What does happen far too often is to plant poisonous thoughts into the mind before any real investigation. One is already launching out with a predisposition that looks for fodder to feed on and prove out and makes other considerations so contrary as to dismiss wholesale and a fight to defend a position. Often a trinket or two is thrown out to give a sense of 'balance' but what it boils down to is just a pragmatism that is not being completely honest of what is known and that which is speculative.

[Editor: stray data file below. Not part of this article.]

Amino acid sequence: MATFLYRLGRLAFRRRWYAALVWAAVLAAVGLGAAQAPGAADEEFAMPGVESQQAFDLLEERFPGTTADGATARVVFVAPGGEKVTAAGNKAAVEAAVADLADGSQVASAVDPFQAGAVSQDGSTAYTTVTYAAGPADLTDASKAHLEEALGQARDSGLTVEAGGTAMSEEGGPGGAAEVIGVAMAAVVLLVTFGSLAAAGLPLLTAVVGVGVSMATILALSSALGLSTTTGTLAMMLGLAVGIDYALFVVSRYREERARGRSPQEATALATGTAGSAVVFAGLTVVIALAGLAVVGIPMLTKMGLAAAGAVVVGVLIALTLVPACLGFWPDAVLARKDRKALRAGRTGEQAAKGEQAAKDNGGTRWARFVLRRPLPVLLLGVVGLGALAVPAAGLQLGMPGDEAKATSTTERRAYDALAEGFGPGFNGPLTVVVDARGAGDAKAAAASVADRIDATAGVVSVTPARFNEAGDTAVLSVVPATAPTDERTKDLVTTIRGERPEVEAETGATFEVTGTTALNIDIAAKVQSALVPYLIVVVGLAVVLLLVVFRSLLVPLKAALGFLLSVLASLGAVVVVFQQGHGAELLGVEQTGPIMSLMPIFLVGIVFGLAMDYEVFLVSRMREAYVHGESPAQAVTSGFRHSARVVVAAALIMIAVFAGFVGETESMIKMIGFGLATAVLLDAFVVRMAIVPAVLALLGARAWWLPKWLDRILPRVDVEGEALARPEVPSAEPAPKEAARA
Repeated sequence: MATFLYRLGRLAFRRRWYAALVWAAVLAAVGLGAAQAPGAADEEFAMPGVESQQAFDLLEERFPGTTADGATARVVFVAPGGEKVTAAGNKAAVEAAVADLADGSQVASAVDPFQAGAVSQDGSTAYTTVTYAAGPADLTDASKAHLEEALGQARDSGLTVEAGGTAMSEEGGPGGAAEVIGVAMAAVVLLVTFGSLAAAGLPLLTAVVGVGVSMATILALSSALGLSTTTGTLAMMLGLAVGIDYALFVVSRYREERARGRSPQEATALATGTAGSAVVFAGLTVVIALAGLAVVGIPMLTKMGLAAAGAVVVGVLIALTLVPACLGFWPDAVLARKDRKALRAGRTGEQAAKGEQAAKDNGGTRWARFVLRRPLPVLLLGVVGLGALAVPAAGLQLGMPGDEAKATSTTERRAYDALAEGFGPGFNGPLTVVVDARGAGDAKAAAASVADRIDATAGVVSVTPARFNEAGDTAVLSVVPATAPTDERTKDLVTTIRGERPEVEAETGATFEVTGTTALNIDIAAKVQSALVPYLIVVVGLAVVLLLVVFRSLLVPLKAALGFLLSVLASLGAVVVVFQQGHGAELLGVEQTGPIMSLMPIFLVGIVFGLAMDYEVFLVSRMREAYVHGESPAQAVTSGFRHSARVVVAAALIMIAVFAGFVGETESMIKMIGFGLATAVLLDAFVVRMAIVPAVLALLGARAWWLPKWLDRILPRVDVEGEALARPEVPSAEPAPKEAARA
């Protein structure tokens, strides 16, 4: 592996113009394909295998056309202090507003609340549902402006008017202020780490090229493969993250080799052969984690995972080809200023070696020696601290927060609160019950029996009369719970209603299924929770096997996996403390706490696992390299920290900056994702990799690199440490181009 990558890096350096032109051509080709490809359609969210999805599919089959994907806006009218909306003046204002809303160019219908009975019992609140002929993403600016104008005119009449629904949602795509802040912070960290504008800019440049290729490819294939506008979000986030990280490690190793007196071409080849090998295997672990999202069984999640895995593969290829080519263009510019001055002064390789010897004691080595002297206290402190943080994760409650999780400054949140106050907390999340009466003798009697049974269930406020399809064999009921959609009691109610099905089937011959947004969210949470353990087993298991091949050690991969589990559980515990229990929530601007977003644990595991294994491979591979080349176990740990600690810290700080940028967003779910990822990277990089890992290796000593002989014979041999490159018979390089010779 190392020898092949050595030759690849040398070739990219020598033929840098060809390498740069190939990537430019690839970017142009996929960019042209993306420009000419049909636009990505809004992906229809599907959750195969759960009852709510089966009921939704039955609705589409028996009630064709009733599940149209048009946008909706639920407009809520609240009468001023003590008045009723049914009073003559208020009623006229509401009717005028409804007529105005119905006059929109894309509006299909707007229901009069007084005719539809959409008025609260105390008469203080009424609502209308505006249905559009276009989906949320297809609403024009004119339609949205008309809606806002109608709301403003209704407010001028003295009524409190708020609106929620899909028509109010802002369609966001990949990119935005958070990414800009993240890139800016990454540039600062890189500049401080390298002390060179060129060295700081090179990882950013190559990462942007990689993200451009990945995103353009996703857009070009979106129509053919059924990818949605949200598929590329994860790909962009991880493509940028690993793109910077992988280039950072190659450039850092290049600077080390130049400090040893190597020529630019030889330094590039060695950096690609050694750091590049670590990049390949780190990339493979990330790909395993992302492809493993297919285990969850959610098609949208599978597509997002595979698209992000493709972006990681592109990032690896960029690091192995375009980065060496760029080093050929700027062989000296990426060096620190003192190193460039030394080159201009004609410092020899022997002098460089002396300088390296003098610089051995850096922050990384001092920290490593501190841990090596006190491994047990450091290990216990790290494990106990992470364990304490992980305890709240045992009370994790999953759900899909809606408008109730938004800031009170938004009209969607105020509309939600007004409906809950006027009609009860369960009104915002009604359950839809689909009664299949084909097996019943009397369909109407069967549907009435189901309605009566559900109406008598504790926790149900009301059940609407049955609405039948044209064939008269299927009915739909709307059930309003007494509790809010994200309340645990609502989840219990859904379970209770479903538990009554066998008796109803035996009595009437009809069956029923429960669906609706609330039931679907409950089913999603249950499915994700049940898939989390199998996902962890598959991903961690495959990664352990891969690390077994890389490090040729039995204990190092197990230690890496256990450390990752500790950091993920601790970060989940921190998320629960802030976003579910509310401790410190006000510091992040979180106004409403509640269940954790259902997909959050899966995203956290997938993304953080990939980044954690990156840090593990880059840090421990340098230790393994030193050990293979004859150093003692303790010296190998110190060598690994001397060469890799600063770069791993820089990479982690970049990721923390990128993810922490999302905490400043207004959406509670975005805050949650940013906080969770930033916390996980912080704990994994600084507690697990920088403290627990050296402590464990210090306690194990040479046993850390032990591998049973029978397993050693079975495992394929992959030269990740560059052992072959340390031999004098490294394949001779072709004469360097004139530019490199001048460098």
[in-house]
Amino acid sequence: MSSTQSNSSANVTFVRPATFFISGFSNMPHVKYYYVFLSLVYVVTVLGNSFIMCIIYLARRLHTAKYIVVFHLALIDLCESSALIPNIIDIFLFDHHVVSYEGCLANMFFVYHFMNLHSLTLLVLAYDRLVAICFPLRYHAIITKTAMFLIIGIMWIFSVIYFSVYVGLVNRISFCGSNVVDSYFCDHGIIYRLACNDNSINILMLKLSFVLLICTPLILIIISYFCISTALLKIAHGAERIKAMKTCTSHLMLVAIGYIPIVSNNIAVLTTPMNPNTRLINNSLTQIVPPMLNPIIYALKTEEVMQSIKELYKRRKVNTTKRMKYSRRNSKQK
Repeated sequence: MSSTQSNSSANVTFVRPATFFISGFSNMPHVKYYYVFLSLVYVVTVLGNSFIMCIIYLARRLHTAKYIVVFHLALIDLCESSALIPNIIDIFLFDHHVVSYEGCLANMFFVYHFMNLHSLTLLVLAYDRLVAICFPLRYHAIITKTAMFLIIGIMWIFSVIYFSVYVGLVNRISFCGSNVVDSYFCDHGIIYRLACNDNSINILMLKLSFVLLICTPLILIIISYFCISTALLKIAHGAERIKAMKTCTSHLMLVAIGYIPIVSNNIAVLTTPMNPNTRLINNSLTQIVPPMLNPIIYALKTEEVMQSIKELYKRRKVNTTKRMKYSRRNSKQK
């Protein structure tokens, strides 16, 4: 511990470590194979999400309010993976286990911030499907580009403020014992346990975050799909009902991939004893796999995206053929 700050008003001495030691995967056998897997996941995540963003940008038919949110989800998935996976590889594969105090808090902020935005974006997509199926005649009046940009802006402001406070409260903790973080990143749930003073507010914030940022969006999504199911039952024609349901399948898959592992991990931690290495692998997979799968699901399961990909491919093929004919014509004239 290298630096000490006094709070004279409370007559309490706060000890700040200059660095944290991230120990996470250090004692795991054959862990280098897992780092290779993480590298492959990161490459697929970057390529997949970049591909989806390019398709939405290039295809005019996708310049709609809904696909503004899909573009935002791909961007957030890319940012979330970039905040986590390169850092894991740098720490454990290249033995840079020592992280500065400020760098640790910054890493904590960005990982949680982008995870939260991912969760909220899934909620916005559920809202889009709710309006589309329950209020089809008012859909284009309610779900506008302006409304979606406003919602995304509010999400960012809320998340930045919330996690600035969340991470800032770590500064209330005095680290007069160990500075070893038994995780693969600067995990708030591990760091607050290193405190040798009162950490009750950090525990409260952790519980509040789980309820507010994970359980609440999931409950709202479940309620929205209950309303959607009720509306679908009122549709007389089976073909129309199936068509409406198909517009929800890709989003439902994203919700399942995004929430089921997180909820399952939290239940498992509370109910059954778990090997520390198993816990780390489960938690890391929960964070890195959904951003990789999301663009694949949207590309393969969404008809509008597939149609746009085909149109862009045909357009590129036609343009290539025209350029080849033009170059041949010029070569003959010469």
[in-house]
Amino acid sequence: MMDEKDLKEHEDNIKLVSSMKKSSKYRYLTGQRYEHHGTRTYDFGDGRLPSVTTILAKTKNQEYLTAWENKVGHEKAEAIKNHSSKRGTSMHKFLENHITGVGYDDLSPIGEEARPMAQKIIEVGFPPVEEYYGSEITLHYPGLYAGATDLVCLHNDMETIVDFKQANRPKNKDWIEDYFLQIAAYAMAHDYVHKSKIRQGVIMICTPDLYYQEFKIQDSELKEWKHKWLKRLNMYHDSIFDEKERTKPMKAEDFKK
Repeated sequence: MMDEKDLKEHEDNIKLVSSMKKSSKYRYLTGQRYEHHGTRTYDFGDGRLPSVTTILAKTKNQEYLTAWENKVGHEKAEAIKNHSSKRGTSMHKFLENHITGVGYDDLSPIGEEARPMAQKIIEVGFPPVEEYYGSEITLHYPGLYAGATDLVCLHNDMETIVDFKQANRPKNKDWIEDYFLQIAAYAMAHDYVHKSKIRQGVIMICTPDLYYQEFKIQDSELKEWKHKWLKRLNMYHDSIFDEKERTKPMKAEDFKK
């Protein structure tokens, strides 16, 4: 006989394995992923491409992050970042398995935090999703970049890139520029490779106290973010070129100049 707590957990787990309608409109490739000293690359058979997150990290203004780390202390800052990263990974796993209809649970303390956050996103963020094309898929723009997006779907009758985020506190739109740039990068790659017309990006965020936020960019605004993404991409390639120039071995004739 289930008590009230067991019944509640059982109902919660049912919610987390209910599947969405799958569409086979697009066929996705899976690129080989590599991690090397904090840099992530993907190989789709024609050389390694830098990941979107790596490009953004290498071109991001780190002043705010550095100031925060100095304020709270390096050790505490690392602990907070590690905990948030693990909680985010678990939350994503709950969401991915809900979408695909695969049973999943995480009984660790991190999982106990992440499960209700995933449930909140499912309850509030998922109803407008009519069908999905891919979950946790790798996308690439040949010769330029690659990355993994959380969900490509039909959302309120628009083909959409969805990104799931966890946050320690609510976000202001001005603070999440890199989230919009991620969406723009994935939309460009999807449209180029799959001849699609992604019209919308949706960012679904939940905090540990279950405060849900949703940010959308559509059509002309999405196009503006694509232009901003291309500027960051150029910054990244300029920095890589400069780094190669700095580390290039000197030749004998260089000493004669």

Why say all this? Because it's a trap if we are not more careful and discerning of taking things by fraction or snap shot as MC pointed out. I have been bowled over by some of the very men that due to some raising such alarms over them had me at arms length because of others associations with them. For instance a Smith Wigglesworth who is often attributed to much of a WOF or prosperity construct, I bought what was stated by the 'discerning' and kept him at arms length until someone else brought forth a challenge by way of excerpts that made for a pause and another look. Take A.W. Tozer and see the peculiars of practically every abomination\denomination under the sun laying claim to his expression. In some places it can be just down right befuddling to hear the nastiness behind the discernment and still hold up the virtue of Tozers exegesis, the wonder is "Have they really read this mans thoughts?"